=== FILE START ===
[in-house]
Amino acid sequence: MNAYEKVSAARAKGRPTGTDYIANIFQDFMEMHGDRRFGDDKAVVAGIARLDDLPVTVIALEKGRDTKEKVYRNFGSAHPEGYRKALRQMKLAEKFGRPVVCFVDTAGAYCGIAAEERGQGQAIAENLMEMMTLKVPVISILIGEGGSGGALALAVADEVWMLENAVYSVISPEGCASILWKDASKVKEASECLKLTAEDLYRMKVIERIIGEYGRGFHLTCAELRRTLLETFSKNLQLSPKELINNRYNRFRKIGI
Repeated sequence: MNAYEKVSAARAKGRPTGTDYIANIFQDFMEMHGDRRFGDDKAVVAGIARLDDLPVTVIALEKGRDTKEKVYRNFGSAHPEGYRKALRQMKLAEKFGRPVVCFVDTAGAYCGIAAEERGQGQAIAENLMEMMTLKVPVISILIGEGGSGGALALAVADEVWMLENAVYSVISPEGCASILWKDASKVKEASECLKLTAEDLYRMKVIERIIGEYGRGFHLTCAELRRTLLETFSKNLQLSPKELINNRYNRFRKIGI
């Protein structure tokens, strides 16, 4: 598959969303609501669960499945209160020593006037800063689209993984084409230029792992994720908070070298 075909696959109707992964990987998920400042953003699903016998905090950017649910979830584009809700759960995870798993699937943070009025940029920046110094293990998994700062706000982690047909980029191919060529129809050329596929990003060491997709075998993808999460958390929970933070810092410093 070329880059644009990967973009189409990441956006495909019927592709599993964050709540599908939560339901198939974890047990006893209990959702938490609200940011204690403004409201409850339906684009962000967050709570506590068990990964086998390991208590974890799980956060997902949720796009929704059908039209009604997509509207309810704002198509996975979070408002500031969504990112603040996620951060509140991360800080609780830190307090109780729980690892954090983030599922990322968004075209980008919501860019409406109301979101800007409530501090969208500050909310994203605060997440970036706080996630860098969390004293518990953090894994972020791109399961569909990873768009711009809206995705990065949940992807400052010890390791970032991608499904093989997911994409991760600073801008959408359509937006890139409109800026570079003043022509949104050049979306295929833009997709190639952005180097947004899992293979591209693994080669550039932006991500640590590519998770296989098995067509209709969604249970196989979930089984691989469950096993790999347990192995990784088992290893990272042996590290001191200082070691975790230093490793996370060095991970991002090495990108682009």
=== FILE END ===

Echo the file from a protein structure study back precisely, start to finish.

[in-house]
Amino acid sequence: MNAYEKVSAARAKGRPTGTDYIANIFQDFMEMHGDRRFGDDKAVVAGIARLDDLPVTVIALEKGRDTKEKVYRNFGSAHPEGYRKALRQMKLAEKFGRPVVCFVDTAGAYCGIAAEERGQGQAIAENLMEMMTLKVPVISILIGEGGSGGALALAVADEVWMLENAVYSVISPEGCASILWKDASKVKEASECLKLTAEDLYRMKVIERIIGEYGRGFHLTCAELRRTLLETFSKNLQLSPKELINNRYNRFRKIGI
Repeated sequence: MNAYEKVSAARAKGRPTGTDYIANIFQDFMEMHGDRRFGDDKAVVAGIARLDDLPVTVIALEKGRDTKEKVYRNFGSAHPEGYRKALRQMKLAEKFGRPVVCFVDTAGAYCGIAAEERGQGQAIAENLMEMMTLKVPVISILIGEGGSGGALALAVADEVWMLENAVYSVISPEGCASILWKDASKVKEASECLKLTAEDLYRMKVIERIIGEYGRGFHLTCAELRRTLLETFSKNLQLSPKELINNRYNRFRKIGI
């Protein structure tokens, strides 16, 4: 598959969303609501669960499945209160020593006037800063689209993984084409230029792992994720908070070298 075909696959109707992964990987998920400042953003699903016998905090950017649910979830584009809700759960995870798993699937943070009025940029920046110094293990998994700062706000982690047909980029191919060529129809050329596929990003060491997709075998993808999460958390929970933070810092410093 070329880059644009990967973009189409990441956006495909019927592709599993964050709540599908939560339901198939974890047990006893209990959702938490609200940011204690403004409201409850339906684009962000967050709570506590068990990964086998390991208590974890799980956060997902949720796009929704059908039209009604997509509207309810704002198509996975979070408002500031969504990112603040996620951060509140991360800080609780830190307090109780729980690892954090983030599922990322968004075209980008919501860019409406109301979101800007409530501090969208500050909310994203605060997440970036706080996630860098969390004293518990953090894994972020791109399961569909990873768009711009809206995705990065949940992807400052010890390791970032991608499904093989997911994409991760600073801008959408359509937006890139409109800026570079003043022509949104050049979306295929833009997709190639952005180097947004899992293979591209693994080669550039932006991500640590590519998770296989098995067509209709969604249970196989979930089984691989469950096993790999347990192995990784088992290893990272042996590290001191200082070691975790230093490793996370060095991970991002090495990108682009």